Dean travels to Hawaii to recover brother’s remains

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(Host) Democratic presidential candidate Howard Dean is traveling to Hawaii to recover the remains of his late brother Charlie.

A full repatriation service will be held this afternoon (Wednesday afternoon).

Dean says the service will be painful but will help provide important closure for his family.

VPR’s Bob Kinzel reports.

(Kinzel) Military officials notified Dean several weeks ago that they believed they had uncovered the remains and some personal effects of his brother Charlie – a subsequent check of dental records confirmed their analysis.

Charlie Dean, who was 16 months younger than the governor, was taken prisoner in 1974 while traveling with a friend in Laos.

Six months later the Dean family was notified that Charlie Dean had been murdered by Communist forces in Laos and most likely buried near a rice paddy.

Since that time, Howard Dean has worn one of Charlie’s belts every day to honor his younger brother.

The governor says the repatriation ceremony is an important moment for the Dean family.

(Dean) It’s going to be very painful but it’s also closure. I’m very glad. I think the military has been just incredible. I think oftentimes in the struggle for families of POWs and MIAs there’s been a lot of friction because the tension and pain is so great, losing somebody and then not knowing what really happened, or where they really are. You never get the closure. and although bringing home remains is grim. it’s better to have them home.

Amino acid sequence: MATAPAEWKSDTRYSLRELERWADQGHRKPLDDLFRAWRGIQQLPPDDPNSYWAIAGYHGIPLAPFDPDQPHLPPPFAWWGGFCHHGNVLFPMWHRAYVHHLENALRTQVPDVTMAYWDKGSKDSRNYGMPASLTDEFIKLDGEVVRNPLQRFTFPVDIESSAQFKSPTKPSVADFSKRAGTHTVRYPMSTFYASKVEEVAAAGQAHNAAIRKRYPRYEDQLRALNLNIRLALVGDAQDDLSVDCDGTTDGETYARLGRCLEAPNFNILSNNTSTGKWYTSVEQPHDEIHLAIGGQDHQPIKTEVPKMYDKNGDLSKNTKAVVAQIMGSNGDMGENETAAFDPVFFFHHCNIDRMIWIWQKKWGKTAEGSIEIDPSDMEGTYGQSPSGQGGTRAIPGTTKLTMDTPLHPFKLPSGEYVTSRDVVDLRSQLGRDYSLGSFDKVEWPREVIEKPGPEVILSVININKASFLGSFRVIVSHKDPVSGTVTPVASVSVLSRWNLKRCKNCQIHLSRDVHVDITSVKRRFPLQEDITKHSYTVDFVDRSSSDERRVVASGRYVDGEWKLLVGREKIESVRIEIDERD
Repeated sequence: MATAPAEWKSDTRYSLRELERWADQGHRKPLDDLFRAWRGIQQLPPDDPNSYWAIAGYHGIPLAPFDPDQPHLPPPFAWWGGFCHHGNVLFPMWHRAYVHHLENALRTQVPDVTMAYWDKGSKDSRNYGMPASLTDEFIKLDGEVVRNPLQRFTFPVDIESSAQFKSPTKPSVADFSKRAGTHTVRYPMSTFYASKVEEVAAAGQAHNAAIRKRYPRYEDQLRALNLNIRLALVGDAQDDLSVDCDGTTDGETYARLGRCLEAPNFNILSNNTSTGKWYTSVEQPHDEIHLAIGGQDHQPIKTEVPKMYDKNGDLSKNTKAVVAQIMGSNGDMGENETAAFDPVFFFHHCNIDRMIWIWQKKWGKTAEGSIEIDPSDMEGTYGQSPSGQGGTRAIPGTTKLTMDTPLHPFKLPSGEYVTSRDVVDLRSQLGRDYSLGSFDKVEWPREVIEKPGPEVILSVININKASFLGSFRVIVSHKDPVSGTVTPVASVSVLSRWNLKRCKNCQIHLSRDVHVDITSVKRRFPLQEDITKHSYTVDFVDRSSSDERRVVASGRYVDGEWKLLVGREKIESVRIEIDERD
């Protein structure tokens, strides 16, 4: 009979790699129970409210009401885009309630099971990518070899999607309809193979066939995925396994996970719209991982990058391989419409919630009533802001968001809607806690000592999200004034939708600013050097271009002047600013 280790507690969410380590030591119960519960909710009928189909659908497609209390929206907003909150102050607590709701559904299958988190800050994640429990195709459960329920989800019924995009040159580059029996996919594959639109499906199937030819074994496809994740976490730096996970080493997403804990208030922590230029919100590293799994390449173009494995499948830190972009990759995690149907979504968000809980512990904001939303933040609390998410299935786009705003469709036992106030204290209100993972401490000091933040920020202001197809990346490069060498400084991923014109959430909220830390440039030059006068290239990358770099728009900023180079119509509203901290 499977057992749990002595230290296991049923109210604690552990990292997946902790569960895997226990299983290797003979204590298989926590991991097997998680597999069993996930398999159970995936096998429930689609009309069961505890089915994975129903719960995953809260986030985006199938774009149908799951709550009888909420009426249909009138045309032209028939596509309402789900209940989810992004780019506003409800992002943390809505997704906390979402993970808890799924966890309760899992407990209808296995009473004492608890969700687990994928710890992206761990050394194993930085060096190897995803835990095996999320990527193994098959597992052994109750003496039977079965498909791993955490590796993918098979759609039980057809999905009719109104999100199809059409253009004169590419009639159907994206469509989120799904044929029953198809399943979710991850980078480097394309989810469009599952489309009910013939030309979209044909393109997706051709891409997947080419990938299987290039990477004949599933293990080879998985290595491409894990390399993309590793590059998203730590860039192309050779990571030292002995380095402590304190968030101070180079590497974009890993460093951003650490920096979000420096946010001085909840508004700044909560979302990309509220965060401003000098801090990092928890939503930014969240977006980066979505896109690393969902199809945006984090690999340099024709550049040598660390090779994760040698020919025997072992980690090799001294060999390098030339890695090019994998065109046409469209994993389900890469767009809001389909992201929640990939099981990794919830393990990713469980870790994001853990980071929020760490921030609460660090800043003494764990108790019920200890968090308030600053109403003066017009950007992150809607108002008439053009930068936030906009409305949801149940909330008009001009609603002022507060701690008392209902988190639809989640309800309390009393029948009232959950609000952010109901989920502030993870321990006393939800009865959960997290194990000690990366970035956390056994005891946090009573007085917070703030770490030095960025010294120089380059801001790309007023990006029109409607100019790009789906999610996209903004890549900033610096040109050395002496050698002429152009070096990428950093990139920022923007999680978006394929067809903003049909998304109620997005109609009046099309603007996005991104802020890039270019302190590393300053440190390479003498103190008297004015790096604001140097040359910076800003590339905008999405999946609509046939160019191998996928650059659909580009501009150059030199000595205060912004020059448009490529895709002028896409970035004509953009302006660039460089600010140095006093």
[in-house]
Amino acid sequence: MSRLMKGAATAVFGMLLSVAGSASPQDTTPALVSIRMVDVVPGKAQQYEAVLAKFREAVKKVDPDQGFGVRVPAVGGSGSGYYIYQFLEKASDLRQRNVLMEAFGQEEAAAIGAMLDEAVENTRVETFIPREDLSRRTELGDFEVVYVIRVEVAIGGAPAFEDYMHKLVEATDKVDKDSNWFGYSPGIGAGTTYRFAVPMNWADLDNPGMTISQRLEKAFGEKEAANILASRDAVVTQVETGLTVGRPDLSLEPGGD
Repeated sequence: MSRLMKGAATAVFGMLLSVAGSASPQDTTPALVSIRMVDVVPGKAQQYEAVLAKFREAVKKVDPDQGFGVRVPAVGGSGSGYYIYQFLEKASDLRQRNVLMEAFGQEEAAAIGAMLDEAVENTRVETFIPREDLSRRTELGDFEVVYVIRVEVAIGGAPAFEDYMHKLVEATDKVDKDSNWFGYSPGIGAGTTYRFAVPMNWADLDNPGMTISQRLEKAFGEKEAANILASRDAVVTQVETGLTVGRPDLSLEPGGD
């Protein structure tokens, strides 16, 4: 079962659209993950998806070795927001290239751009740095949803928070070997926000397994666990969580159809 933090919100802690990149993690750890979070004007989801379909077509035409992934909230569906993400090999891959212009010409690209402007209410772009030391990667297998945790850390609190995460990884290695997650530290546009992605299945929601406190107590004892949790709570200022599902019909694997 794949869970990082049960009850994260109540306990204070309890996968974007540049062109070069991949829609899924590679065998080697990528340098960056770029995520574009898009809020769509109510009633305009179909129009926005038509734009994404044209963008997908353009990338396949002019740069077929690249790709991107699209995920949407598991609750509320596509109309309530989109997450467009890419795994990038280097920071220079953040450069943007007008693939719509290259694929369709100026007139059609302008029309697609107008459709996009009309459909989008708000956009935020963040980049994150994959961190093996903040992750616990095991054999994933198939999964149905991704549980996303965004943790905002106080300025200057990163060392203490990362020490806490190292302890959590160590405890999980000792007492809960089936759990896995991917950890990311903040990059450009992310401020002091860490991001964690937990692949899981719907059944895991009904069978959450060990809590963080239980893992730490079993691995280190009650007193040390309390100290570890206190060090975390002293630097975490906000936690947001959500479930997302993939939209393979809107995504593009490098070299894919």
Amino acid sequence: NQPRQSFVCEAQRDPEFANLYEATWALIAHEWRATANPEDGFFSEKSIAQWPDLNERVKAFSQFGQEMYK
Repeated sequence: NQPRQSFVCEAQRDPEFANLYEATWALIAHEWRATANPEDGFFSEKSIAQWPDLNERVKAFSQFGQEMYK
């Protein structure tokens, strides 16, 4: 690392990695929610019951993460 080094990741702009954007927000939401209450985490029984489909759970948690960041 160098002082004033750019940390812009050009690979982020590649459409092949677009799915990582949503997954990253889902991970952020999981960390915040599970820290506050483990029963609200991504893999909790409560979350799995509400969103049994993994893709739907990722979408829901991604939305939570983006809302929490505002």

(Kinzel) Last year Dean visited Laos in an effort to locate his brother’s remains. Although the trip was not successful, Dean says it was a very important journey for him to make.

(Dean) I was fairly sure that there weren’t going to be any remains. They all had been bulldozed away and shattered. I was very surprised when they found the site, but the military is unbelievable about this. They are thorough. I went to five POW/MIA sites when I was over there and actually helped in the excavations. They have anthropologists there. They stake everything off with a grid. They know exactly what they’re doing. They don’t quit until they’re absolutely sure within reasonable certainty that they can’t find anything.

(Kinzel) Included with Charlie Dean’s remains are a sock, a pair of shoes and a bracelet.

For Vermont Public Radio I’m Bob Kinzel in Montpelier.

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